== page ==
• The huge turbo prop airfare transport planes that landed and took off from Ratmalana airbase, so close to my home, in the early 80s used to result in an endless stream of ambulances at night. Their wails were in stark contrast to the newspaper headlines the morning after suggesting some incredible victory over the Liberation of Tamil Tigers of Eelam (LTTE). Then the wails stopped and the lights too, but ghostlike ambulances we could hear on the road in convoys after a plane landed. We knew, even as children, to disbelieve what we read in the mainstream media.
  • The physical world is important even as we focus mostly on the digital. To focus on physical discrimination and barriers around access, gender and other issues is just as much important as a focus on social media and peacebuilding in cyberspace.
  • You cannot talk about justice, peace or democracy without focussing on how the world of cyberspace is inextricably entwined with dynamics generated in the real world. For many, especially amongst a younger demographic, the Internet and indeed, sometimes even just one social media platform (e.g. Facebook or Instagram), is the real world.
  • The four principles of democracy that are most relevant to a younger demographic. No country that bucks this trend can avoid violent conflict.
  • The greatest threat to peace, and democracy itself, is oneself. Cyberattacks that lead to large catastrophes now don’t go after large, relatively impenetrable systems, but after the humans who are responsible for the maintenance, upkeep and access to these systems (see a really short film starring Christian Slater produced by HP, which stripped of the product placement and marketing, offers very real scenarios around cyberattacks and cybercrime today.)
  • Combined with above, the Internet of Things (IoT) will be the defining feature of our lives in the West and Global South in the years to come. We haven’t thought this through. Our fridges can launch sustained attacks on network infrastructure – and this is not science fiction. Last year one of the largest DDoS attacks was in large part the result of badly configured CCTV cameras.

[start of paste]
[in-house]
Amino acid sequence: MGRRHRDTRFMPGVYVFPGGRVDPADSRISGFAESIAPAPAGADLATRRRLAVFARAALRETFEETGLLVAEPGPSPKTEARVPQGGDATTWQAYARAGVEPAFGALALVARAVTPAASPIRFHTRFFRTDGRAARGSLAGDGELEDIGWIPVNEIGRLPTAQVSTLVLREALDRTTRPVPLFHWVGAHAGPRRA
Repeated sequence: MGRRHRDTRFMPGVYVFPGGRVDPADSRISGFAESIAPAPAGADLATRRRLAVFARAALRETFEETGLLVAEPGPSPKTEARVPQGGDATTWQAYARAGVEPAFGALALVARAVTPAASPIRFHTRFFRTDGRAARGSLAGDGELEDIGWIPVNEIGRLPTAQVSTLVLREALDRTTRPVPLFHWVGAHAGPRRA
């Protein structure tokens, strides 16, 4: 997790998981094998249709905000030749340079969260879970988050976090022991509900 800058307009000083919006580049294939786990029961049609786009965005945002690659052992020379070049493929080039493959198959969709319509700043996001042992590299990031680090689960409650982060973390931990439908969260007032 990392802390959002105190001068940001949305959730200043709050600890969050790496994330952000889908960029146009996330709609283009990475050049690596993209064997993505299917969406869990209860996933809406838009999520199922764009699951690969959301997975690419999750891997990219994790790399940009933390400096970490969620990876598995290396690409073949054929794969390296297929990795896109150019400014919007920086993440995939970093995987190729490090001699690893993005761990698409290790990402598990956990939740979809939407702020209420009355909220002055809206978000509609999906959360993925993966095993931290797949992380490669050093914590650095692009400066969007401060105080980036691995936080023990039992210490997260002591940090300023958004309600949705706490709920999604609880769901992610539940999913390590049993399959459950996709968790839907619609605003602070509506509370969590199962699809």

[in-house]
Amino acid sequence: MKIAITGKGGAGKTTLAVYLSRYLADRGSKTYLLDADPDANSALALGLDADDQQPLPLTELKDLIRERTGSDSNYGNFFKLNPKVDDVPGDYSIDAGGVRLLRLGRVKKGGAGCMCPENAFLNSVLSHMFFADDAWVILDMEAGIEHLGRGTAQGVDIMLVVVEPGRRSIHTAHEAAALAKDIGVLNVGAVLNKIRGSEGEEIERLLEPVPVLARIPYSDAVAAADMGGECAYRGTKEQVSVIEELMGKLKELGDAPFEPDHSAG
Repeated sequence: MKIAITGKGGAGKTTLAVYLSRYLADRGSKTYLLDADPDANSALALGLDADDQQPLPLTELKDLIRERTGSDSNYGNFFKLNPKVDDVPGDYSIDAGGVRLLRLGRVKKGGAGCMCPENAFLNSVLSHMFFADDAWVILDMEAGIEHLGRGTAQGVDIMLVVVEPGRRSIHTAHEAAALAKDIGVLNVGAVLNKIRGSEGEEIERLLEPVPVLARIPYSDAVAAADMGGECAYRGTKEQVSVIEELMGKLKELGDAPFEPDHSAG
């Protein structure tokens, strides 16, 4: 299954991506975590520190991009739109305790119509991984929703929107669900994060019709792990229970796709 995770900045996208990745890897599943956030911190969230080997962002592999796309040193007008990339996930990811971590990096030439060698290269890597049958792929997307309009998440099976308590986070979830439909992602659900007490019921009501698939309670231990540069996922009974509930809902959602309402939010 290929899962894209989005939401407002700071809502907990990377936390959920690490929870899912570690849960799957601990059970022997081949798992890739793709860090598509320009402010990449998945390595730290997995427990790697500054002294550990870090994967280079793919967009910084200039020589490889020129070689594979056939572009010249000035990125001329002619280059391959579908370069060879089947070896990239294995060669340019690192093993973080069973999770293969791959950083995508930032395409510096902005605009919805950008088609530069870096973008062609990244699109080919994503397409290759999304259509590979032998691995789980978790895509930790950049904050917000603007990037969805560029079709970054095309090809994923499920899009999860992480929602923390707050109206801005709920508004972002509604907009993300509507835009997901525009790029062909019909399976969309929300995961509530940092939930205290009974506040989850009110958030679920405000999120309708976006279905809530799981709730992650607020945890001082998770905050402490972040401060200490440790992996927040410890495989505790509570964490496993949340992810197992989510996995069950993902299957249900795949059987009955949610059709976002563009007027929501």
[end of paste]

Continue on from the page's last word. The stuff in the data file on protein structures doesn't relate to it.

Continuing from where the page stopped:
• Artificial Intelligence, like IoT, will define our lives in the years ahead – and will increasingly become, as it is even today, invisible. There are dangers as well as opportunities around this, but importantly – what are the ethics governing those who create AI algorithms that govern our news, perceptions, politics, banking, markets and lives? How can we channel AI to development?
  • A word play on just as in ordinary and just as in justice. Continuing the last point about the algorithmic nature of our politics and society in particular and the need to ensure that we make algorithms that govern us transparent. They can be the new colonialism.
  • Sifting the signal from the noise – or in other words, figuring out what is imp, when, to whom and why. Figuring out what’s actionable is critical for decision making and policy making during and after crises in particular. Technology and social media can help, but more needs to be done in this regard.
  • And to this end, governments and civil society need to invest – more than technology and money – human resources around all this. Often the technology is seen as something the IT Department or an ICT Ministry can handle, when today it is something woven into each and every part of the corporate, social, economic and governance fabric.